The specific aims used, the metrics chosen to evaluate success, and rationale for choosing these, will depend on an institution’s own context and available resource, but some examples are:

Aims Example metrics

Long term – based around access to higher education

Entry to higher education compared to comparison groups

Tracking using the Higher Education Access Tracker

Progression into conservatoire education

Medium term – related to improved attainment in the institution’s selection method

Improved academic grades (particularly in teacher, Key Stage 2 or GCSE assessments)

Improved Ofsted rating

Impact on Progress 8

Measurable improved subject knowledge

Improved audition results

Short term – related to student, teacher or school characteristics which have been evidenced to be associated with increased attainment in the selection method for the institution

Whole school metrics e.g. attendance, quality of governance

Coursework outcomes

Student feedback and focus groups demonstrating impact

Feedback from teachers demonstrating impact

Portfolio review

Testing of increased subject knowledge

OFFA appreciates that it is difficult to fully isolate the effects of any one factor on attainment, and that evaluation is likely to be measuring a higher education provider’s contribution to attainment raising alongside other influences. However, higher education providers have a responsibility to be ambitious about addressing this issue and to try to evaluate whether activity is having the desired impact. Institutions may evaluate their work by using comparison groups, or qualitatively by addressing the questions “what difference did the intervention make?” or “what would have happened if the intervention did not occur?”.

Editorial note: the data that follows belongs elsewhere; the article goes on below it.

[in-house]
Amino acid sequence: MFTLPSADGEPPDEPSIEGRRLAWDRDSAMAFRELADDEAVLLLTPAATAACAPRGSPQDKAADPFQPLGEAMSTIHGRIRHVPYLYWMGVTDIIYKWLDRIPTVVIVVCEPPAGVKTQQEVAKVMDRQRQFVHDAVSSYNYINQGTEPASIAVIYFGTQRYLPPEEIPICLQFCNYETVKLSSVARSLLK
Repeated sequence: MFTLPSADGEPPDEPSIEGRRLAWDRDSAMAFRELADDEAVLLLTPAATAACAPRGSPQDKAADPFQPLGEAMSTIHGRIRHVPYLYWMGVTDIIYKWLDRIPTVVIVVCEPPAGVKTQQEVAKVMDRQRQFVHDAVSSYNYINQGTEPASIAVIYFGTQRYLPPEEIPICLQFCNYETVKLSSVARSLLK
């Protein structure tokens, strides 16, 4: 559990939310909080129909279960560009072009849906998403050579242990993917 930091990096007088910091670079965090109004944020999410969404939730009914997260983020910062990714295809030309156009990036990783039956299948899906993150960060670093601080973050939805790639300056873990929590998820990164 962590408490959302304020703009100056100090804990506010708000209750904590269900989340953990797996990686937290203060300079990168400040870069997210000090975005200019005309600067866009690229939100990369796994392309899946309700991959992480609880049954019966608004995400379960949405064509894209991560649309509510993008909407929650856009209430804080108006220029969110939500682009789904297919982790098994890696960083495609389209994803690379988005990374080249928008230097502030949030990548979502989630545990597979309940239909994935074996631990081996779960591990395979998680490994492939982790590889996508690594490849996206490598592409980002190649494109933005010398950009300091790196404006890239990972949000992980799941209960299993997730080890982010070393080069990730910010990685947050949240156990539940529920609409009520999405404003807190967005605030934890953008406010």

OFFA has recently commissioned research to explore how institutions can effectively evaluate the effect of pre-16 outreach on attainment. The findings will be published in 2018. In the meantime, for further information on how to effectively evaluate, please see guidance from OFFA and the Education Endowment Foundation. Nesta also offers a variety of tools and resources available to support the development and evaluation of successful projects and partnerships.

Where universities and colleges plan to fund or deliver untested programmes, they can contribute to building the knowledge base by evaluating their approaches and sharing findings. Many universities will already have expertise in evaluation, but the EEF will also share expertise and resources that it has gathered through running randomised control trials in schools, including information on school recruitment and using pupil data.

Examples of organisations using this model

University of Surrey

Brilliant Club

The Access Project

Successful collaboration

The School-University Partnerships Initiative report School-university partnerships: fulfilling the potential (2014) identifies five key factors for creating a successful and sustainable partnerships. These are:

Therefore, when developing or adapting an initiative in partnership with other organisations, you should consider starting with a high level conversation between all your potential partners to understand their motivations, seek opportunities, and align expectations. Stakeholders may include, but are not limited to, universities and colleges (widening participation professionals, academics, students researching education, senior leadership, and initial teacher training providers), schools, the local authority, relevant employers, and third sector organisations.